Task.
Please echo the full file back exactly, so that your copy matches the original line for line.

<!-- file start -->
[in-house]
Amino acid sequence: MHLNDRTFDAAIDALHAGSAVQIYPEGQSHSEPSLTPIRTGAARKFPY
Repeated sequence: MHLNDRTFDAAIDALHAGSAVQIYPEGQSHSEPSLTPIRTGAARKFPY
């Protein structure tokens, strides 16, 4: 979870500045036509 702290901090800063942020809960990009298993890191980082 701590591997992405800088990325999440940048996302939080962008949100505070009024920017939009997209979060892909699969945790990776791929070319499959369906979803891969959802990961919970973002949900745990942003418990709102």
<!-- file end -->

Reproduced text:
[in-house]
Amino acid sequence: MHLNDRTFDAAIDALHAGSAVQIYPEGQSHSEPSLTPIRTGAARKFPY
Repeated sequence: MHLNDRTFDAAIDALHAGSAVQIYPEGQSHSEPSLTPIRTGAARKFPY
């Protein structure tokens, strides 16, 4: 979870500045036509 702290901090800063942020809960990009298993890191980082 701590591997992405800088990325999440940048996302939080962008949100505070009024920017939009997209979060892909699969945790990776791929070319499959369906979803891969959802990961919970973002949900745990942003418990709102």